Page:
Friday, November 15, 2013

History at the SCC, continued

The SCC Institute for Historical Study
For maybe the first time in my life, I was thinking the last few days that had I been in Ottawa I might have gone down to the Supreme Court of Canada to listen to the arguments about how the Senate might be legally reformed or abolished. From what news coverage squeezed through the Mayor Ford blitz, it sounded like the liveliest Canadian political history seminar around. Lots of bad history, sure, but that happens at lots of historical conferences, too, no? 'Course historians don't get to make their versions into law.

On abolition, it was useful to see the roadblocks being described.  PEI premier Robert Ghiz, on the television news the other night, insisted PEI would not support abolition because the province has only 4 MPs and so its four senators provide valuable additional representation.

"Mike Duffy has given PEI valuable representation?" the interviewer asked, and Ghiz, a Liberal not eager to praise Duffy or the PM, was reduced to saying "We-ll, in theory, ye-es." There's the rub: as long as Canadians continue to tell ourselves that the Senate somehow actually represents or could represent regions in Ottawa, premiers, particularly in smaller provinces, will presumably continue to be reluctant to abolish.  (On abolition, I tend to lean to the unanimity formula, but that's one of the subjects the SCC is addressing.)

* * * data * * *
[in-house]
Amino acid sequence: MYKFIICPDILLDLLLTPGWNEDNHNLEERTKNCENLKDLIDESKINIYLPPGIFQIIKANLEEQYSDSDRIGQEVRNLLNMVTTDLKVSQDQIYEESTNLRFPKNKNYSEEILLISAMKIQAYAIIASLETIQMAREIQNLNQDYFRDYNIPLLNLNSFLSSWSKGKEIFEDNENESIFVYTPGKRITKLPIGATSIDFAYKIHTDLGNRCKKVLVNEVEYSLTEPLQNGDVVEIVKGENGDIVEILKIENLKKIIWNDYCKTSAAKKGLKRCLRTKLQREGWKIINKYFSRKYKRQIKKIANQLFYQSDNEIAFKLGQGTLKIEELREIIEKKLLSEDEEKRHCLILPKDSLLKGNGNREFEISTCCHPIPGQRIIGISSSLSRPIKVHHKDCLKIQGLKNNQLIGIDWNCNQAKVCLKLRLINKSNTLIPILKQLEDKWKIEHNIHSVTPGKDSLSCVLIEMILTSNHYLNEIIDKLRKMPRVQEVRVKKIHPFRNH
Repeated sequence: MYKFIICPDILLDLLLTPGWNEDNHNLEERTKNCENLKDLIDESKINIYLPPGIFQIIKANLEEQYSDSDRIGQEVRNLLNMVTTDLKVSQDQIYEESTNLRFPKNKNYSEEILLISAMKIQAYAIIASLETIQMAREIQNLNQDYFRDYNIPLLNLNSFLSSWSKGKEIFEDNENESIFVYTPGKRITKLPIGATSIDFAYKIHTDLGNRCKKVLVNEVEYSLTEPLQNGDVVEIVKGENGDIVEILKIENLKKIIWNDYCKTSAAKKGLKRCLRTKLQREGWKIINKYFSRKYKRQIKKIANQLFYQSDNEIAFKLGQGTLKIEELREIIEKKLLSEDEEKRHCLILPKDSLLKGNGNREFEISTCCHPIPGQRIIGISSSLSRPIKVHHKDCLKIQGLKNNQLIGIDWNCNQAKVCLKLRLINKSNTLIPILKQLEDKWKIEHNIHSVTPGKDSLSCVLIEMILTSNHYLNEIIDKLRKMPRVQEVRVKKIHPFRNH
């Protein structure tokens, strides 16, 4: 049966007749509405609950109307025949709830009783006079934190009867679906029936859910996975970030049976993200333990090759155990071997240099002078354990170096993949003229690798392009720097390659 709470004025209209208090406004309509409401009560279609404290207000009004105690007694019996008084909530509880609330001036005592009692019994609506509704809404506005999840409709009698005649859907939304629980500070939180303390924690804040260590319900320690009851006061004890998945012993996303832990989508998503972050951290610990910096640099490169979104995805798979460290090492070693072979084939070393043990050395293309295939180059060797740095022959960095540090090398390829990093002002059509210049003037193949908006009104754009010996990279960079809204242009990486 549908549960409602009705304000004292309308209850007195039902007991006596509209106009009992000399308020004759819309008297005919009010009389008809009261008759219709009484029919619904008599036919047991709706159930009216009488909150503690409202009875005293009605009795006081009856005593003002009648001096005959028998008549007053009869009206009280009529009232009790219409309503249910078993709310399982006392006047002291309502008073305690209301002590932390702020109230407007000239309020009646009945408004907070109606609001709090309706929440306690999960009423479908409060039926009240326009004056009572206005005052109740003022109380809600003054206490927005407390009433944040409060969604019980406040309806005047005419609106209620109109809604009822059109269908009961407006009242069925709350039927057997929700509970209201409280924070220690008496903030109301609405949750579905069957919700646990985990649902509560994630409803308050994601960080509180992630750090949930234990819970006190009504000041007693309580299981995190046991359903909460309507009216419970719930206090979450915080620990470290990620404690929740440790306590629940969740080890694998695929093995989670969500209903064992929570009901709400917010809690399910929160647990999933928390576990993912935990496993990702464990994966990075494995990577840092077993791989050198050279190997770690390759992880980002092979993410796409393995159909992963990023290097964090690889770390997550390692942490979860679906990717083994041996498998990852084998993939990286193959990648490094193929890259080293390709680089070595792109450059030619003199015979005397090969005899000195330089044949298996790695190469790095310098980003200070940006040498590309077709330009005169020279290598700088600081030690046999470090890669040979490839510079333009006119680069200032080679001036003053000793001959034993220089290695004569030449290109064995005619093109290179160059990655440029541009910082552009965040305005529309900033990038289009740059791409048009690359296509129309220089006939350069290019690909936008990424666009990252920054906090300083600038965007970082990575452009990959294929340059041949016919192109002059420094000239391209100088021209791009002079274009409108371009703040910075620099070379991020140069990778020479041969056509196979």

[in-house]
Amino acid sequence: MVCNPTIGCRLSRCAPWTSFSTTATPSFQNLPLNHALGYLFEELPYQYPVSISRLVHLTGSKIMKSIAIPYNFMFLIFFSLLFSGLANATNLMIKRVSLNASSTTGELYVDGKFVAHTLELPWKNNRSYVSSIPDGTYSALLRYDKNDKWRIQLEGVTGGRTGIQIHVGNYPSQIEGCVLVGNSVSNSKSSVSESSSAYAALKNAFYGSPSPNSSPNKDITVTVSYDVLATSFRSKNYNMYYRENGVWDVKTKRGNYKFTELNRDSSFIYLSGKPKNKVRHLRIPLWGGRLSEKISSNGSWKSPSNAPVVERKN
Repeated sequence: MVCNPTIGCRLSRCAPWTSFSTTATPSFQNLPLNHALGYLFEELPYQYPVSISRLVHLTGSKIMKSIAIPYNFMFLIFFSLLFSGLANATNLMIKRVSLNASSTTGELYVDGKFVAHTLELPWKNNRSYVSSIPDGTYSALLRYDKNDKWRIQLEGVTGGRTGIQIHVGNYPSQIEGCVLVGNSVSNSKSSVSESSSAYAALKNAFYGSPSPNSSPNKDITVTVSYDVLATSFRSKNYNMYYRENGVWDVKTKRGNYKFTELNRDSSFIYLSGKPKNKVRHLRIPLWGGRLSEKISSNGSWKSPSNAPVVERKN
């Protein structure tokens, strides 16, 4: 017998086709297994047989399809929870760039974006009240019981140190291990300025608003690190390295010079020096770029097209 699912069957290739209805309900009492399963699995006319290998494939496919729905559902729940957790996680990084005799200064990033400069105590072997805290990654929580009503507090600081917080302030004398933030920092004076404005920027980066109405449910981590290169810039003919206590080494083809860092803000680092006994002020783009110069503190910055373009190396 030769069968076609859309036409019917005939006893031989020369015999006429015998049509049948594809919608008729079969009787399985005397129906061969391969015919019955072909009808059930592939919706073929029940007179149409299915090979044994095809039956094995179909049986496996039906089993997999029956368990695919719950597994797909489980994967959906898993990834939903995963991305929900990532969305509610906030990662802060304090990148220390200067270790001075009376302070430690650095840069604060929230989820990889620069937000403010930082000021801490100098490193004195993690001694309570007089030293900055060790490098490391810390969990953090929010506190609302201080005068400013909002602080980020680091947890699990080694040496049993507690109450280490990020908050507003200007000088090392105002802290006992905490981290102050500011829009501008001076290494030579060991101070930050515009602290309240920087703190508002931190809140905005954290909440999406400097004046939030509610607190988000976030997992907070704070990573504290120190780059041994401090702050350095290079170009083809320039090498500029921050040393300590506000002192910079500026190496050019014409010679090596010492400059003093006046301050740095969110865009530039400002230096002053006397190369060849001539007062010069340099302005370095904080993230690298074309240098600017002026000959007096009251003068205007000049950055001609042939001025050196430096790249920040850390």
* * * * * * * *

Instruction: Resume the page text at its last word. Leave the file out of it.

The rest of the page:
Ghiz's point sets out the (deluded, I think, but still influential) federalist defense of the senate.  For the bicameralist defense of the senate (equally deluded, I would say), here is the political scientist Jennifer Smith's argument for sober second thought -- or maybe it's just an attack on the NDP.

On "At Issue" last night, I was impressed to hear Chantal Hebert argue uncontradicted that if a federal party leader were to act like Rob Ford, at least his caucus would remove him.  I wonder. Surely party leader Rob Ford would be refusing to resign and insisting that since his caucus had not made him leader, it could not remove him.  It is an argument that has worked for lots of other embattled leaders back to John Diefenbaker.
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